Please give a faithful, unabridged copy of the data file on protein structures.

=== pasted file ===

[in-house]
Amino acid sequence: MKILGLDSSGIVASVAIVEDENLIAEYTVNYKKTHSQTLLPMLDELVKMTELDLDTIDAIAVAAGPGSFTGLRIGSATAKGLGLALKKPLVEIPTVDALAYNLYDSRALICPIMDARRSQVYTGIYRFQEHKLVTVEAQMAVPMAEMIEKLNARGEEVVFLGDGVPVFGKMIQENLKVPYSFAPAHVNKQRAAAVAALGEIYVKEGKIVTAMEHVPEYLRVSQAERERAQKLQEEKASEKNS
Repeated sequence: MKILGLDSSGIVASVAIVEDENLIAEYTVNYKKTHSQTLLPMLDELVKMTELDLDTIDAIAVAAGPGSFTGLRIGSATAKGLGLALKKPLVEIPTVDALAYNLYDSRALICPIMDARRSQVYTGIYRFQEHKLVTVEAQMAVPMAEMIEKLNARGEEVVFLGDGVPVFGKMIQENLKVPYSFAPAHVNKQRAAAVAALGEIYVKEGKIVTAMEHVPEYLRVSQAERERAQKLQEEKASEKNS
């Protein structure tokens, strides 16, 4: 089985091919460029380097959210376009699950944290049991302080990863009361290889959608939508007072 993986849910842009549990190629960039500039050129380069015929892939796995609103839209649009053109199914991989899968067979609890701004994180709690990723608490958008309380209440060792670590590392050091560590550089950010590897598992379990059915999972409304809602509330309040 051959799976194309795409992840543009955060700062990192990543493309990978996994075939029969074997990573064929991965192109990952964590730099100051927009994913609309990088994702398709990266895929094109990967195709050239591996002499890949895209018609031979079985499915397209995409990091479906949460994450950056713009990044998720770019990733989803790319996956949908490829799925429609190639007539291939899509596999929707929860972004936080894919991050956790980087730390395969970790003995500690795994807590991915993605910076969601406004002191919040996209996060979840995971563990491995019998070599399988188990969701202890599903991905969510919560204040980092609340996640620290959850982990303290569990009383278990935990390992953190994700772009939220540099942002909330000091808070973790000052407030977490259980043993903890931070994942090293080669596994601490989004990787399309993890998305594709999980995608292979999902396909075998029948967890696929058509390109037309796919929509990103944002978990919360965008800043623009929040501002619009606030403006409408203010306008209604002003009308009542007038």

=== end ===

[in-house]
Amino acid sequence: MKILGLDSSGIVASVAIVEDENLIAEYTVNYKKTHSQTLLPMLDELVKMTELDLDTIDAIAVAAGPGSFTGLRIGSATAKGLGLALKKPLVEIPTVDALAYNLYDSRALICPIMDARRSQVYTGIYRFQEHKLVTVEAQMAVPMAEMIEKLNARGEEVVFLGDGVPVFGKMIQENLKVPYSFAPAHVNKQRAAAVAALGEIYVKEGKIVTAMEHVPEYLRVSQAERERAQKLQEEKASEKNS
Repeated sequence: MKILGLDSSGIVASVAIVEDENLIAEYTVNYKKTHSQTLLPMLDELVKMTELDLDTIDAIAVAAGPGSFTGLRIGSATAKGLGLALKKPLVEIPTVDALAYNLYDSRALICPIMDARRSQVYTGIYRFQEHKLVTVEAQMAVPMAEMIEKLNARGEEVVFLGDGVPVFGKMIQENLKVPYSFAPAHVNKQRAAAVAALGEIYVKEGKIVTAMEHVPEYLRVSQAERERAQKLQEEKASEKNS
């Protein structure tokens, strides 16, 4: 089985091919460029380097959210376009699950944290049991302080990863009361290889959608939508007072 993986849910842009549990190629960039500039050129380069015929892939796995609103839209649009053109199914991989899968067979609890701004994180709690990723608490958008309380209440060792670590590392050091560590550089950010590897598992379990059915999972409304809602509330309040 051959799976194309795409992840543009955060700062990192990543493309990978996994075939029969074997990573064929991965192109990952964590730099100051927009994913609309990088994702398709990266895929094109990967195709050239591996002499890949895209018609031979079985499915397209995409990091479906949460994450950056713009990044998720770019990733989803790319996956949908490829799925429609190639007539291939899509596999929707929860972004936080894919991050956790980087730390395969970790003995500690795994807590991915993605910076969601406004002191919040996209996060979840995971563990491995019998070599399988188990969701202890599903991905969510919560204040980092609340996640620290959850982990303290569990009383278990935990390992953190994700772009939220540099942002909330000091808070973790000052407030977490259980043993903890931070994942090293080669596994601490989004990787399309993890998305594709999980995608292979999902396909075998029948967890696929058509390109037309796919929509990103944002978990919360965008800043623009929040501002619009606030403006409408203010306008209604002003009308009542007038």